Walt Disney Co. and Kellogg Co. have teamed to promote the animated film “Atlantis: The Lost Empire” through a co-branded cereal and a promotional Web site.
The new, limited-edition toasted oats and chocolate product, called Atlantis: The Lost Empire Cereal, is to be available in stores next month, supported by an integrated marketing push.
The center of this effort is the atlantisadventure.com site. Created by Disney Online, this site offers Atlantis-themed games, coded electronic greeting cards and information on Kellogg’s offers.
“Obviously it promotes the movie, that’s indisputable, but it also drives consumers to the store shelves to look for the cereal because, in order to play the game, you have to have the code from the box,” said Dan Sherlock, vice president of marketing at Disney Online, North Hollywood, CA.
Set in 1914, Disney’s Atlantis movie — set to open June 15 — follows Milo Thatch, a green museum cartographer, as he journeys with a mysterious captain and a bunch of daredevil explorers to find Atlantis. To guide them, they use an ancient book called “The Shepherd’s Journal.”
Apart from the Atlantis movie site at Disney.com/atlantis, the promotional atlantisadventure.com is highly integrated with the on-box games and offers to be found on 25 million boxes of Kellogg’s cereals that are participating in this effort, including the Atlantis edition.
An all-out effort has been made to milk the Atlantis theme throughout the site. For example, one game called Decoder requires players to practice their translation of an Atlantean language before heading off to discover the lost continent. Another game requires players to put together a puzzle.
The third game, Treasure Quest, requires the purchase of Kellogg’s cereals. Consumers play the game by decoding the Atlantean language found on specially marked boxes of Kellogg’s cereals. Consumers have to buy a 10-ounce or larger box of one of eight Kellogg’s cereal flavors to get the secret password to enter online at atlantisadventure.com to play the game.
The participating cereals are Apple Jacks, Frosted Flakes, Corn Pops, Froot Loops, Mini Wheats, Rice Krispies, Smacks and the Atlantis product. All boxes contain a CD-ROM with the same version of the online game.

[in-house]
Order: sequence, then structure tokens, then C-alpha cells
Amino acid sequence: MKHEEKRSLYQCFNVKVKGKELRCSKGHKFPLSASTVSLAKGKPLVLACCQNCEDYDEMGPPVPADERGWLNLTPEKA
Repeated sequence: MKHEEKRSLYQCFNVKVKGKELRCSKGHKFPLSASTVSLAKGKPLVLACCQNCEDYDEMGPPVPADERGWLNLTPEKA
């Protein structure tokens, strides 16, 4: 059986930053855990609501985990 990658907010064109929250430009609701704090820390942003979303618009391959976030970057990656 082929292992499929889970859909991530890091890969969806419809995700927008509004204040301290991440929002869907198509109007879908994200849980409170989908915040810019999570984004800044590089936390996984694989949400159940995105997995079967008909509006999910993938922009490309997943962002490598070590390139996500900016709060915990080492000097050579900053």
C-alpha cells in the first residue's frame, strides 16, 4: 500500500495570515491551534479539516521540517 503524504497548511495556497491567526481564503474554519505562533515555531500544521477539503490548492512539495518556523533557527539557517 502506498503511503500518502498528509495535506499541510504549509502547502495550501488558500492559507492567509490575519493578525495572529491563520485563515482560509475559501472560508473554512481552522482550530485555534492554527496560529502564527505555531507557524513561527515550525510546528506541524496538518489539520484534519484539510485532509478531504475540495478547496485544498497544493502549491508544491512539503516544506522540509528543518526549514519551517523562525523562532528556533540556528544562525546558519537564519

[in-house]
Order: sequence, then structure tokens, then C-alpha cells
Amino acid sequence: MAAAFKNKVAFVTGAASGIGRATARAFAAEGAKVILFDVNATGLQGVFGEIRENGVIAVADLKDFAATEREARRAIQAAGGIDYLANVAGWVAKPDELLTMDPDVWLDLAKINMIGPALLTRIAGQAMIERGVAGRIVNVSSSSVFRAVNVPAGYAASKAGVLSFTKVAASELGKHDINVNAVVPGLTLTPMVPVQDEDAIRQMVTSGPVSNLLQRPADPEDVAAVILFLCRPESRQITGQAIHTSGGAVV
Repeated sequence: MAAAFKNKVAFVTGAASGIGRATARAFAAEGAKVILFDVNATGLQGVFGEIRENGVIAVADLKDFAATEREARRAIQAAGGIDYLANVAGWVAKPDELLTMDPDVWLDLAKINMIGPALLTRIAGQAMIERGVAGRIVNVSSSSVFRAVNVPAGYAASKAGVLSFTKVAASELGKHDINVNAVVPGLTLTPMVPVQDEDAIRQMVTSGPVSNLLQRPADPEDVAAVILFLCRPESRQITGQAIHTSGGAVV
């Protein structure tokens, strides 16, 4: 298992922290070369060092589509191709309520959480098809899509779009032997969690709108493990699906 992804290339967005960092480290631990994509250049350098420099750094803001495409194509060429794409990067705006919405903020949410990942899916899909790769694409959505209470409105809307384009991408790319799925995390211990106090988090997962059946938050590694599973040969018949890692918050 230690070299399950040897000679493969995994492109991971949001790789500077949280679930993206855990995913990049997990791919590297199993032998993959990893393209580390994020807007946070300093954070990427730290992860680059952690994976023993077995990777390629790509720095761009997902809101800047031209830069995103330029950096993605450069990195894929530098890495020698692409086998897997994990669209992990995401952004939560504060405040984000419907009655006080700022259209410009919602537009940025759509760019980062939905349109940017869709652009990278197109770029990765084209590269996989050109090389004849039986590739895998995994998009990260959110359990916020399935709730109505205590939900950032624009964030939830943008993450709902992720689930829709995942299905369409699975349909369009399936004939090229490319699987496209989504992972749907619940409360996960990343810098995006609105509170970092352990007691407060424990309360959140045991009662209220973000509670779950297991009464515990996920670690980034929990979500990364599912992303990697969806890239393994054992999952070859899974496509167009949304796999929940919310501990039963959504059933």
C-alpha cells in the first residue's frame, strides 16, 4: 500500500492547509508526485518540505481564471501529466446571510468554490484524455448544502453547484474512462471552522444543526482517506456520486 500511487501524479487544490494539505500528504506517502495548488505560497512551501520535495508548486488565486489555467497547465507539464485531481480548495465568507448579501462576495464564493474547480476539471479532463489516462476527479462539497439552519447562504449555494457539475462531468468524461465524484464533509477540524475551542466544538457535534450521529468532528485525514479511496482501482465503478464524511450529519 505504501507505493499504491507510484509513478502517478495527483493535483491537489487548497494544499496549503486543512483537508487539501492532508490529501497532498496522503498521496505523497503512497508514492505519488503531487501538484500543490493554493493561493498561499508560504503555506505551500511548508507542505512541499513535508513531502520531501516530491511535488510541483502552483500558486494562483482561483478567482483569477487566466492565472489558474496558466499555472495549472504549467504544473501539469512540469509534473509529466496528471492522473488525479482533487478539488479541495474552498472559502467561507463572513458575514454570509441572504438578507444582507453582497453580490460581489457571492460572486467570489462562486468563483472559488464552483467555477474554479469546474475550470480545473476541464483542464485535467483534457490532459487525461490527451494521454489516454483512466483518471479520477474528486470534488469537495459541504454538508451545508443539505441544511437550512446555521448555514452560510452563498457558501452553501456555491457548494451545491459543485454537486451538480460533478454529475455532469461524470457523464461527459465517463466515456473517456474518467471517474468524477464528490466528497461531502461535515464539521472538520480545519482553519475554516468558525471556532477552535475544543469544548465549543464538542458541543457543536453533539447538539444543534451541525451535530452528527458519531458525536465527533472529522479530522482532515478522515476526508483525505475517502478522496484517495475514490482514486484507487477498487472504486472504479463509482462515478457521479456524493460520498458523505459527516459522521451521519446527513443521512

Not wanting to miss another chance to merchandise, Kellogg also promises to send the CD-ROM game if consumers mail in four UPC symbols from Kellogg’s cereal boxes.
And inside some of these boxes, consumers can find models of one of six Atlantis diving submarines. These subs dive and surface in water by adding baking soda. Consumers can use Kellogg’s EET and ERN loyalty points to complete the collection.
Consumers also can use the site to send e-cards based on key characters in the movie – Thatch; Helga Sinclair; and Vincenzo Santorini and Gaetan Moliere. The cards aim to add a viral element to the effort.
Overall, the site will get support from co-branded banners rotating on Disney.com, one of the most visited entertainment sites; links off the official movie site and Kelloggs.com; and Web addresses on Kellogg’s cereal boxes.
Families are the targets of this concerted effort from Disney and Kellogg.
“Kids are the ones that are eating the cereal, so kids are going to be the ones interacting with the content, but it’s moms who purchase the cereal,” Disney’s Sherlock said.
Kellogg, Battle Creek, MI, could not be reached for comment.
This is the first time Disney has put a movie property on a cereal product. Kellogg has expertise in co-branded sites with movie studios. Last fall, it partnered with Universal Pictures and Imagine Entertainment for “Dr. Seuss’ How the Grinch Stole Christmas” movie.
But Disney thinks it brings a lot to the table with this Atlantis online promotion.
“Kellogg’s is looking for a way to extend their brand,” Sherlock said. “Online storytelling and content development is not Kellogg’s core competency. They’re a great packaged-goods company but they came to Disney for help.”